Mabb AM, Simon JM, King IF, Lee H-M, An L-K, Philpot BD, and Zylka MJ. (2016) Topoisomerase 1 Regulates Gene Expression in Neurons through Cleavage Complex-Dependent and -Independent Mechanisms. PLoS ONE 11(5): e0156439. doi:10.1371/journal.pone.0156439
Apr 27th, 2016
Congratulations to Sally (Hyojin) and Portia for the new Angelman syndrome publication in the Journal of Neuroscience!
To read the article, follow this link.
Apr 6th, 2016
Dr. Matt Judson’s study is highlighted on the cover of the April 6th issue of Neuron.
Mar 24th, 2016
Congratulations to Dr. Matt Judson for his paper published in Neuron. His discoveries are featured in the UNC health Care and School of Medicine news. Please click here to read the news article.
To read the paper, follow this link.
Feb 29th, 2016
Our lab is supporting for Rare Disease Day!
Rare Disease Day takes place on the last day of February each year. The main objective is to raise awareness amongst the general public and decision-makers about rare diseases and their impact on patients’ lives. The campaign targets primarily the general public and also seeks to raise awareness amongst policy makers, public authorities, industry representatives, researchers, health professionals and anyone who has a genuine interest in rare diseases. Visit the website for more info.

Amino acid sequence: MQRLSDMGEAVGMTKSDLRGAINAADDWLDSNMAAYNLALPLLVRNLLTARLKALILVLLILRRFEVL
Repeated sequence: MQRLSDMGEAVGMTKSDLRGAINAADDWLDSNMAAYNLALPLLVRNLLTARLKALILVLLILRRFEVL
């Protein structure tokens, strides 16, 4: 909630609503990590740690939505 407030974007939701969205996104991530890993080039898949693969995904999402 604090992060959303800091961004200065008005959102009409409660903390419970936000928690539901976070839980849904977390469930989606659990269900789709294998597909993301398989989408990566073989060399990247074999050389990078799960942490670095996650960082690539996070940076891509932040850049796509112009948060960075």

Feb 17th, 2016
In a paper published in Nature Communications, Janet Berrios, a graduate student in the Philpot lab, discovered that the loss of UBE3A decreases the release of the GABA neurotransmitter and alters reward-seeking behavior in an important neural pathway once presumed to be principally regulated by the dopamine neurotransmitter. To read the article, visit the website.
Jan 20th, 2016
Mark Zylka, PhD, will serve as director and Ben Philpot, PhD, will serve as associate director of the UNC Neuroscience Center at the UNC School of Medicine, effective July 1. William Snider, MD, who has served as the center’s director for nearly 17 years, will step down from his leadership role, but will remain on faculty as professor of neurology, while also continuing his research.